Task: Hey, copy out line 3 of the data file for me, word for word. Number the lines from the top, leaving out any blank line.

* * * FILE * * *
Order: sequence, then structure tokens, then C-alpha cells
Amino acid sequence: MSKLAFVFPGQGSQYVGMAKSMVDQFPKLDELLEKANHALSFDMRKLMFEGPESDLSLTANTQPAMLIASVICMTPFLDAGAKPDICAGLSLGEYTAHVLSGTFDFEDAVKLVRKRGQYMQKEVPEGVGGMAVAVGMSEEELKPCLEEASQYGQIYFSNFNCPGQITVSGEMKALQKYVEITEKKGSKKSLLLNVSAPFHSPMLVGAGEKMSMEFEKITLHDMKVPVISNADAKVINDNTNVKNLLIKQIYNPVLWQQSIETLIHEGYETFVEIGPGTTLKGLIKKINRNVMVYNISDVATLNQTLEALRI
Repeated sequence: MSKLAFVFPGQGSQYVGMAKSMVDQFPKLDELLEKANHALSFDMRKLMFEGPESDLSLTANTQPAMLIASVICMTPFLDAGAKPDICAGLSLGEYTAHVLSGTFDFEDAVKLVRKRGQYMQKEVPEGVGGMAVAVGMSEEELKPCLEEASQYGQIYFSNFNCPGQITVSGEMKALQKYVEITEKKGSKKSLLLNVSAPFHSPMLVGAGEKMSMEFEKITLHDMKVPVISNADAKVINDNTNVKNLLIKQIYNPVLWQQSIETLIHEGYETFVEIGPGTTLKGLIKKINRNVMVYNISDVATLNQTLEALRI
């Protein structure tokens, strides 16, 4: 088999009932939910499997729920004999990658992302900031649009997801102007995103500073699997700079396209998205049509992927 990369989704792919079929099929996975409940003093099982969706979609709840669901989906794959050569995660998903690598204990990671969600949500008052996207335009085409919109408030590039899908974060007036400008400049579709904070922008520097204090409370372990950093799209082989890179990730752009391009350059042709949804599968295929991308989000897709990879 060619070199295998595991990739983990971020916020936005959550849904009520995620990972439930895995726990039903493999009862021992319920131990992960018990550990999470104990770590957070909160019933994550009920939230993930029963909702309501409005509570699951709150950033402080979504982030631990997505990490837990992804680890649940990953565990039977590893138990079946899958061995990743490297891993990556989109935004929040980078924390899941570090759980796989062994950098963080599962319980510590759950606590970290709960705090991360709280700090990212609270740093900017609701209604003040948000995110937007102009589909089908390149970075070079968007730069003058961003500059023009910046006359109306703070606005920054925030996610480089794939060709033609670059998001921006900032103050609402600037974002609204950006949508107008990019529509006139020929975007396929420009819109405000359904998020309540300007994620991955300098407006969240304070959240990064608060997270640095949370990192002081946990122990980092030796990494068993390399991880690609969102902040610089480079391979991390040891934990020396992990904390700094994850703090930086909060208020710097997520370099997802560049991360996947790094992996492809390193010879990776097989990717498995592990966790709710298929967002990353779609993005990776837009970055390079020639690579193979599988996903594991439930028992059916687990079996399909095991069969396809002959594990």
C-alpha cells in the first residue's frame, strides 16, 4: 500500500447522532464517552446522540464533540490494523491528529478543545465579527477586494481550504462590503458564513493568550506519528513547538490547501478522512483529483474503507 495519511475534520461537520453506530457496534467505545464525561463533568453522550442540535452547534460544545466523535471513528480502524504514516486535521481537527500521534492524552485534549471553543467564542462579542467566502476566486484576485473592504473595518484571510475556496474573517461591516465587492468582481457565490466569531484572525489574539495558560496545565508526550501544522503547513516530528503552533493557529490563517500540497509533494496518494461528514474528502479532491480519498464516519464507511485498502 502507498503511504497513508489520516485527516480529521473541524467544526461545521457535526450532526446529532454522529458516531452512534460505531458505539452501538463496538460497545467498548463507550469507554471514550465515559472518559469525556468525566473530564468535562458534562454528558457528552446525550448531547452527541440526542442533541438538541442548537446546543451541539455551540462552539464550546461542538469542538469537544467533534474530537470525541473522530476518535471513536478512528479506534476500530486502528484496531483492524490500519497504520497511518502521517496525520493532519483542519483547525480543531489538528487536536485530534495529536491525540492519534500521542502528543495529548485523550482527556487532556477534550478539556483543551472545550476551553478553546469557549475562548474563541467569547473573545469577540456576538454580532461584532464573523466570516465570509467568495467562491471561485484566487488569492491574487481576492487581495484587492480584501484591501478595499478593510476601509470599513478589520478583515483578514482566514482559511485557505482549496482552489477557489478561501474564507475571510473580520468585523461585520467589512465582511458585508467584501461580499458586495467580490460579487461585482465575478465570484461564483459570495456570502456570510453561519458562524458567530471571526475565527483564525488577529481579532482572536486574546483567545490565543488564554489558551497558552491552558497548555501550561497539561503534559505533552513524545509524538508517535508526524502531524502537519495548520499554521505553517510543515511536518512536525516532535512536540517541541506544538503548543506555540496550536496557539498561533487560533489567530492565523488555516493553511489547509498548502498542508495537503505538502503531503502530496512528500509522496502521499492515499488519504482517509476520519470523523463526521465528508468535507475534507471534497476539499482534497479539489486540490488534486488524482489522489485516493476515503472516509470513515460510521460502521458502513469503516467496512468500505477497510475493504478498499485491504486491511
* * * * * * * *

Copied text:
Repeated sequence: MSKLAFVFPGQGSQYVGMAKSMVDQFPKLDELLEKANHALSFDMRKLMFEGPESDLSLTANTQPAMLIASVICMTPFLDAGAKPDICAGLSLGEYTAHVLSGTFDFEDAVKLVRKRGQYMQKEVPEGVGGMAVAVGMSEEELKPCLEEASQYGQIYFSNFNCPGQITVSGEMKALQKYVEITEKKGSKKSLLLNVSAPFHSPMLVGAGEKMSMEFEKITLHDMKVPVISNADAKVINDNTNVKNLLIKQIYNPVLWQQSIETLIHEGYETFVEIGPGTTLKGLIKKINRNVMVYNISDVATLNQTLEALRI